Probating the Will in a Blended Marriage

Some people don’t know about probate at all. Others think that all you do is make a Will, then read it after death and follow the directions. Some actually don’t realize that in order to validate the Will, it must go through the court system, be admitted into probate and then followed through with the administration of the estate. Others just decide that they don’t want to spend the money necessary to probate the Will. The person who is named as executor in the Will shouldn’t be so cavalier about not probating the Will. That can be very dangerous.

This is not to say that there are some instances in which a person can avoid probating the Will. There are. But you should talk to an experienced probate attorney before you make that decision.

Consider the following scenario involving John and Mary Smith, who married about fifteen years ago. Both had been previously married. John has three children by his prior spouse and Mary, who also had been married previously, has two children by her prior spouse. They have no children together.

John and Mary go to an attorney and get their Wills made. They both want to leave their assets to each other and then to the children of the two separate families in equal shares, meaning that John’s children are to split 50% of the assets of John and Mary upon the second to die and Mary’s two children would split 50%.

John dies on October 3, 2013. Mary looks at the Will just to be confident that his assets are to go to her. John’s Will indeed says, "if my wife survives me, I give all of my assets, both real and personal, to her.

Let’s further say that Mary is able to access all of the liquid assets successfully which is another reason that Mary believes she doesn’t have any need to probate. She may have even called an attorney who agreed that there was no need to probate.

Now it’s October 3, of 2018 and Mary wants to sell real estate that she and her husband bought during their marriage but the title company wants the Will probated. Unfortunately, Mary finds out from another attorney who is experienced in probate that Mary should’ve probated that Will within four years of the date of John’s death. Why? Because there is a statutory time limit to probate a Will. Why does it matter? There are several reasons Mary should have probated the Will. First, she won’t be able to file the application to probate now because the law says that the applicant is prohibited from probating the Will if the person was responsible for the Will not being probated during the four year time limit. You can probably be sure that the alternate executors named in John’s Will are his children.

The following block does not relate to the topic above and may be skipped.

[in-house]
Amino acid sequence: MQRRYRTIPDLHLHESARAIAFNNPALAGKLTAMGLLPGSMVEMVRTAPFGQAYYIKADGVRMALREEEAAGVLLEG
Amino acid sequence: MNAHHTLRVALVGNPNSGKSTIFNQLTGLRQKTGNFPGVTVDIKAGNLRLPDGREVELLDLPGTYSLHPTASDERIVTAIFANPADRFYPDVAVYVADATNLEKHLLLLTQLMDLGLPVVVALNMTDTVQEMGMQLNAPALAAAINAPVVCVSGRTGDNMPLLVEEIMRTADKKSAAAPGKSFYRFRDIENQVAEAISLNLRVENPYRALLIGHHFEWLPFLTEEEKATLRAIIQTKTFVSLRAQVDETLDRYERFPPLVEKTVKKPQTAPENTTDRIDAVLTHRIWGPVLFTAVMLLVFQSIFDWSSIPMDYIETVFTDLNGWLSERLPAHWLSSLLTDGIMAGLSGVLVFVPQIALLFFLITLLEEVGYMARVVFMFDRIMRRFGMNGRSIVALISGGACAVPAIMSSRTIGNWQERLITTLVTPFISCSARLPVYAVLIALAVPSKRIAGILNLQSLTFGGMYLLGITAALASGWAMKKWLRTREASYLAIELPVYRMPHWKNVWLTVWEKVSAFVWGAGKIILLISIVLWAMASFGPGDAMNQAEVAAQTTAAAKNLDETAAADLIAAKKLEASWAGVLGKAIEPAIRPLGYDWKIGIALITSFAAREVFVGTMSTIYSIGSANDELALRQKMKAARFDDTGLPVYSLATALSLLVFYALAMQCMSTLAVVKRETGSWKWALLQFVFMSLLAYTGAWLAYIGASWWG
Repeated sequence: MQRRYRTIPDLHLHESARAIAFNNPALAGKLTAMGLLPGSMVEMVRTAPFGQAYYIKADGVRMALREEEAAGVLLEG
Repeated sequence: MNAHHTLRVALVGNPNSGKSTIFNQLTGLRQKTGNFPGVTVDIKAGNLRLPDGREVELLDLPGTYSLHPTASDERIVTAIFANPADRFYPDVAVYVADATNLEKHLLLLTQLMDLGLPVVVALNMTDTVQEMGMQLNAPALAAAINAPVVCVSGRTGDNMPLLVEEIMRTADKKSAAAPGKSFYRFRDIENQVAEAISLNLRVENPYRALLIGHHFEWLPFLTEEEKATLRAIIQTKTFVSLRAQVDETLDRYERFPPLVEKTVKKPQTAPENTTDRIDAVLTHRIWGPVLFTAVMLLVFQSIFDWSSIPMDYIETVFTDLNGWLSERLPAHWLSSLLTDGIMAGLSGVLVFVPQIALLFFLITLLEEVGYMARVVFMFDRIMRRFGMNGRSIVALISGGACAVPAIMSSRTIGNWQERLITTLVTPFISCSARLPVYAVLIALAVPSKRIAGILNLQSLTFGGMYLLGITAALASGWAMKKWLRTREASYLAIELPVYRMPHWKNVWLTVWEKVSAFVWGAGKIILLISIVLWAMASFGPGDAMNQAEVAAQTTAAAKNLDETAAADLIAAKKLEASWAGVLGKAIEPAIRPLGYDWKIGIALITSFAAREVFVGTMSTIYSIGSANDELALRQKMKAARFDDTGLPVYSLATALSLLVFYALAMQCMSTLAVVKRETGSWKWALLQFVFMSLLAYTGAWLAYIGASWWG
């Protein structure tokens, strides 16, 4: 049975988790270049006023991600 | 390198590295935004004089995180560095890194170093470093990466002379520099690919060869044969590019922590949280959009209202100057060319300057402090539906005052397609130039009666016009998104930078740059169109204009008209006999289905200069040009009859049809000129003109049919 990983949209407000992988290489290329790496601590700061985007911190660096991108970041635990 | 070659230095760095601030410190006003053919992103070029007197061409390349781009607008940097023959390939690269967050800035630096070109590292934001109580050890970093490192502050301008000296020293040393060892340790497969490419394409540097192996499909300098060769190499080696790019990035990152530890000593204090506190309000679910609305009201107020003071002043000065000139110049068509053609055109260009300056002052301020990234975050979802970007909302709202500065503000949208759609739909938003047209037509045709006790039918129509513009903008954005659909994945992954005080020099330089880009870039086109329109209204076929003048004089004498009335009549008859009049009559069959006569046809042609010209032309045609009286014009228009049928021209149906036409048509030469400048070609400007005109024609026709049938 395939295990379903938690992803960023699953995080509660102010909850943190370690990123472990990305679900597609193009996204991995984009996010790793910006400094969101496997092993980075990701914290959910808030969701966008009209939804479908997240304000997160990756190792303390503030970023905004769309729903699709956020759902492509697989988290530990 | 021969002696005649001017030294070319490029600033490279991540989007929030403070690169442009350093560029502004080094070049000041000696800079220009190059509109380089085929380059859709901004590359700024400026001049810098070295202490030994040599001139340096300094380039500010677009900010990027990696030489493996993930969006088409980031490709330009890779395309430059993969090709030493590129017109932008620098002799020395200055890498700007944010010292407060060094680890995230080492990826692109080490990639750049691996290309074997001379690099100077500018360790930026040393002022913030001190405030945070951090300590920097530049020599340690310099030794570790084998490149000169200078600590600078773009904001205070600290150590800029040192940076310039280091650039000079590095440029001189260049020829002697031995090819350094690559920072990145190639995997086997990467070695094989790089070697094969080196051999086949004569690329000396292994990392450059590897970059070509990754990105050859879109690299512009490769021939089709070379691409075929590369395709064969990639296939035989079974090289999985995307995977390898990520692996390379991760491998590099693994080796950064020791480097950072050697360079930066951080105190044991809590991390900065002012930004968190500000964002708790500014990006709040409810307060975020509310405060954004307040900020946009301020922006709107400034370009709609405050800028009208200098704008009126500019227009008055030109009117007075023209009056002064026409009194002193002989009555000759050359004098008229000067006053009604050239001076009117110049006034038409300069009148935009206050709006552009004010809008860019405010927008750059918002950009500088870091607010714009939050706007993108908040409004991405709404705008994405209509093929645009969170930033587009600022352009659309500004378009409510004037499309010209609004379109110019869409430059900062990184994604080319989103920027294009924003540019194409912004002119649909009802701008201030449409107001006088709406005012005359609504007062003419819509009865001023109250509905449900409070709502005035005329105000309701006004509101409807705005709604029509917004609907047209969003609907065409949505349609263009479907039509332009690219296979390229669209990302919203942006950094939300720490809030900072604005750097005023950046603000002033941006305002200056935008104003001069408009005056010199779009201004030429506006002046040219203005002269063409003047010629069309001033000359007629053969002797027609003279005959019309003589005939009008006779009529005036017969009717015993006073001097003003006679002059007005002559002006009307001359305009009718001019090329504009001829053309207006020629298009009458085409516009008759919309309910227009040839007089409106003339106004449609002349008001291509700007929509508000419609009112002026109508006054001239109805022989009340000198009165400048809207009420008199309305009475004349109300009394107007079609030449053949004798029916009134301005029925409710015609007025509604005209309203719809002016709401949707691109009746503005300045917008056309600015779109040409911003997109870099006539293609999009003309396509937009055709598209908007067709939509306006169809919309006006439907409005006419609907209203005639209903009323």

Second, after four years the intestacy heirship statutes will apply which states that if the decedent was married at the time of death but had children from outside the existing marriage, then his community property estate will be distributed to his children, rather than to his spouse.

Third, if the Will is being filed for probate outside of the four years, which it is in this case, then all of the intestate heirs must be notified, and consent to the probating of the Will. As the intestacy statutes cause the decedent’s heirs to receive a significant share of the assets they have a vested interest in not agreeing to the probate of the Will outside of the four year time limit. If Mary didn’t have a good relationship with John’s children, this could be a very upsetting moment for Mary.

The moral of the story is to seek the opinion of an experienced probate attorney before you decide not to probate a Will.

You may email your questions to [email protected] or visit our website at Wesley E. Wright and Molly Dear Abshire are attorneys with the firm Wright Abshire, Attorneys, P.C., with offices in Bellaire, the Woodlands, and Carmine. Both Wright and Abshire are Board Certified by the Texas Board of Legal Specialization in Estate Planning and Probate Law and are certified as Elder Law Attorneys by the National Elder Law Foundation. Nothing contained in this publication should be considered as the rendering of legal advice to any person’s specific case, but should be considered general information.